A few private pictures of Queen Latifah and her partner have surfaced that indicate what many have suspected for a long time–that the Queen is in a same-sex partnership. Several people have asked that we leave Queen Latifah alone, get out of her bedroom and that her sexuality is none of our business. Jamilah writes at Colorlines,
The news isn’t exactly a bombshell. Latifah’s been the subject of gay rumors for as long as she’s been in the entertainment business. Days before the photos were released online, Gawker had even included her and Jenkins in its list of rumored same-sex couples who should get married in California. For that matter, Latifah’s all but acknowledged her relationship with Jenkins in the course of her coy refusals to discuss it directly.
But whether she chooses to address the photos or not, we shouldn’t be chasing people out of the closet who make it clear that, at least publicly, they want to stay there. Whatever her reasons, the last thing anyone needs is a reluctant heroine.
I can pretty much agree with this sentiment. There are so many personal and professional negotiations to be made when deciding to be public about your personal life, we can’t and shouldn’t demand our celebrities come “out” just because we think it would be good for us.
But this is not just about Queen Latifah’s privacy, this is the conundrum of being a public persona and the benefits, drawbacks and responsibilities of such a position. The choices a celebrity makes has consequences, sometimes more than that of a politician, a law or another type of public person. Celebrities impact the larger culture transcending identity affiliations. It is not fair, but it is not totally unfair either considering how well they are compensated for their position.
I recently mentioned to a group of friends that I have been disappointed in Queen Latifah lately. I was upset that she said we should stop “beating up Chris Brown.” I was not feeling that she decided to be a Cover Girl, I just thought it was really weird. And I never really appreciated that she didn’t officially “come out,” since the one way we can eradicate homophobia in the hip-hop community is to have role models that are well respected to help us push the boundaries of how we understand sexuality.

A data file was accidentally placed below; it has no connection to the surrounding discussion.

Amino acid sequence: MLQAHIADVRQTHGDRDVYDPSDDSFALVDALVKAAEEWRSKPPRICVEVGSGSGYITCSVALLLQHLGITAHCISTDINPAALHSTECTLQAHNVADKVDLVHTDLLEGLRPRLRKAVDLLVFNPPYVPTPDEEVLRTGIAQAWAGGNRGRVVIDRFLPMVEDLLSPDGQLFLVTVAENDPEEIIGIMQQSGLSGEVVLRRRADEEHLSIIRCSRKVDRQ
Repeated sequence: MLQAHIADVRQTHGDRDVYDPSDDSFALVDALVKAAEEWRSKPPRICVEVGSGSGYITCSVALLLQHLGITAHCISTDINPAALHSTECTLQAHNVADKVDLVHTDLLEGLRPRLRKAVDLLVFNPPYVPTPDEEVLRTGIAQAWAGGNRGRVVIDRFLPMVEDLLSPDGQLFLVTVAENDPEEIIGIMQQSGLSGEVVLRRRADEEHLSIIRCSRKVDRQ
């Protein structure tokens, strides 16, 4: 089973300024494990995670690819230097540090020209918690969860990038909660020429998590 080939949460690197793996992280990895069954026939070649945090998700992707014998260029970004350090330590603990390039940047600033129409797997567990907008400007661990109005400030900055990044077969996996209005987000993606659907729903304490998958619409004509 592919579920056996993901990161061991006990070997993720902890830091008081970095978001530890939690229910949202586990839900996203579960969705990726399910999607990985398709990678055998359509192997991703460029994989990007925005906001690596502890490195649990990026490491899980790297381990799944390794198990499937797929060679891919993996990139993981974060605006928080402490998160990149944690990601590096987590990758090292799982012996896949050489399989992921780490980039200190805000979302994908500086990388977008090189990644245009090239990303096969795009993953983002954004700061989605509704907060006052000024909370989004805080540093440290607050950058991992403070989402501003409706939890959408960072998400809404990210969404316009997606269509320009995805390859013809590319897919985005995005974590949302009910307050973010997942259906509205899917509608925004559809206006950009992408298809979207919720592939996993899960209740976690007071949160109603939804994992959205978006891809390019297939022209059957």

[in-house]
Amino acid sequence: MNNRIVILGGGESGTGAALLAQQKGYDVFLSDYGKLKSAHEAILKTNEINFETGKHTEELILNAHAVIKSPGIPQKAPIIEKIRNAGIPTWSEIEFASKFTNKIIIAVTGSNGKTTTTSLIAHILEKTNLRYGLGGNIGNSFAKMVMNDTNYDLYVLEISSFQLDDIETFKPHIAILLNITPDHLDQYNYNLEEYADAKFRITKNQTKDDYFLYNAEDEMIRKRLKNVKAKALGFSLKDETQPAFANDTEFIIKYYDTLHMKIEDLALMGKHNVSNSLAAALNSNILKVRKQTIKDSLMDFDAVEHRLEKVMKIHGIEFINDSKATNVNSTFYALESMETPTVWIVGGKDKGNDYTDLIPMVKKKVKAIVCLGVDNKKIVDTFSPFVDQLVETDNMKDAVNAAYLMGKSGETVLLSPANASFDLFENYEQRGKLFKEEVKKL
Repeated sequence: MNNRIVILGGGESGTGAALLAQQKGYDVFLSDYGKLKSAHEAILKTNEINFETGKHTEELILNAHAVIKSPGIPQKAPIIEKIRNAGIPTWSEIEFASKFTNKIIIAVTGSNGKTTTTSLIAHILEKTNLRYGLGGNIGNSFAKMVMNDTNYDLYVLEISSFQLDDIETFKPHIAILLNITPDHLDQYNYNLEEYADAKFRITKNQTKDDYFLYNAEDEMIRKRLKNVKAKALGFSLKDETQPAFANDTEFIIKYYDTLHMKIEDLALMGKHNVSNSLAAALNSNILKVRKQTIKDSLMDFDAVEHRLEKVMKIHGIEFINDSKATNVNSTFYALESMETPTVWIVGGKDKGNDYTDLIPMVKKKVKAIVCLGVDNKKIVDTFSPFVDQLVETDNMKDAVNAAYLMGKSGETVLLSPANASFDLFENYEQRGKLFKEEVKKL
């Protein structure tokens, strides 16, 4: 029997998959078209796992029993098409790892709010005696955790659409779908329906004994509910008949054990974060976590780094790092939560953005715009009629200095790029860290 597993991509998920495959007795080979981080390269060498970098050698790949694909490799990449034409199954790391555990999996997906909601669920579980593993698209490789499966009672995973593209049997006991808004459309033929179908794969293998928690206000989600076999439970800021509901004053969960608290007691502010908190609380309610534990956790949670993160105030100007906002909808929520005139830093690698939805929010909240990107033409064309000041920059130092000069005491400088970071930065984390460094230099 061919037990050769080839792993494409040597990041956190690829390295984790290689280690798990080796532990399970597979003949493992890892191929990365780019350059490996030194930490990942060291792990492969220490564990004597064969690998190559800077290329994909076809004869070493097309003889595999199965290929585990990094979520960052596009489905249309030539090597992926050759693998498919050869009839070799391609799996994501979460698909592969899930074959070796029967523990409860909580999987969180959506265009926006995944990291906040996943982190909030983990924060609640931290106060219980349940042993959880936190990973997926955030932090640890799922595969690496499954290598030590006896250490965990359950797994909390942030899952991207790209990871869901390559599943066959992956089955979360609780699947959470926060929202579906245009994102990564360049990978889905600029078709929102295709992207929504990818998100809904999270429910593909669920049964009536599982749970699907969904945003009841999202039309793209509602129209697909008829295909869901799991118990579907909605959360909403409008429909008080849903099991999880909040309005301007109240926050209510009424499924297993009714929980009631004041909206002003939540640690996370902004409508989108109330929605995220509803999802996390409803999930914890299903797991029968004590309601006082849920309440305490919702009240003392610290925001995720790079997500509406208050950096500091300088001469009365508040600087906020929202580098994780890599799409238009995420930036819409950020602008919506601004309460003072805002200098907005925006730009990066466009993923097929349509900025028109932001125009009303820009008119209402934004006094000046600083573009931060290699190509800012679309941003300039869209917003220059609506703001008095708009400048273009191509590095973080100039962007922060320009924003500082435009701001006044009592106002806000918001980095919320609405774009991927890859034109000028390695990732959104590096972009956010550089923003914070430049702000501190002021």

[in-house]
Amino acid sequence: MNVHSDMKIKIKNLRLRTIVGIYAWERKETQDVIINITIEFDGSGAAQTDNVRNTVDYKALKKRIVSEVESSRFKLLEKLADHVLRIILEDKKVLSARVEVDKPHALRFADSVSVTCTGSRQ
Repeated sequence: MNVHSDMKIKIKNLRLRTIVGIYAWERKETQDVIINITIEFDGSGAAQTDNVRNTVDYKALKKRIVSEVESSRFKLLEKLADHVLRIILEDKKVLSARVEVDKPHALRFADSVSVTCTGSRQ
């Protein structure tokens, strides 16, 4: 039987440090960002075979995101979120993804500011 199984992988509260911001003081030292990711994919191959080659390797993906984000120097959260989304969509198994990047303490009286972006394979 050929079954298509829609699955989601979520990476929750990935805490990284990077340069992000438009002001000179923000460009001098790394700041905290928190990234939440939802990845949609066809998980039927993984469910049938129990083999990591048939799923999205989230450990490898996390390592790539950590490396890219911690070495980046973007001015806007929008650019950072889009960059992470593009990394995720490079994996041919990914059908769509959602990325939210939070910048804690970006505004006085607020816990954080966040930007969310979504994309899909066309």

But I realize it is not totally fair for me to have these expectations. Celebrities are, after all, human and they make mistakes, they have shortcomings and I was falling into the all too common trap of asking more of our celebrities than they are capable of. It is clear from many of her media moves, Queen doesn’t want to be the “gay rapper,” or the gay black female celebrity, she wants to appeal to a broader audience and not be defined by her sexuality. The truth is that our culture is so obsessed with “outing” celebrities we have a hard time accepting the complexity of who people are and reduce them to one part of their identity. I could see why the Queen wanted to avoid this reductionism. She wanted her personal life to be personal and her public life to be public.
On the other hand, as someone who shares my politics and identity with the hope that other women will be comfortable in doing so, I do believe that public personas have a responsibility to the public to think through their actions and the impacts they have on the world. Being a celebrity is a lot of power and the choices you make with it will determine your legacy. I respect Queen Latifah’s desire to be private (and now, not so private), but news like this wouldn’t be so sensationalistic if there were more out black lesbians. She wouldn’t feel the burden of being the only one, if there was support for more folks to come out, or it wasn’t such a Big Deal, when someone does. Queen Latifah is in the unfortunate predicament of being someone we need her to be, even though she doesn’t want to be.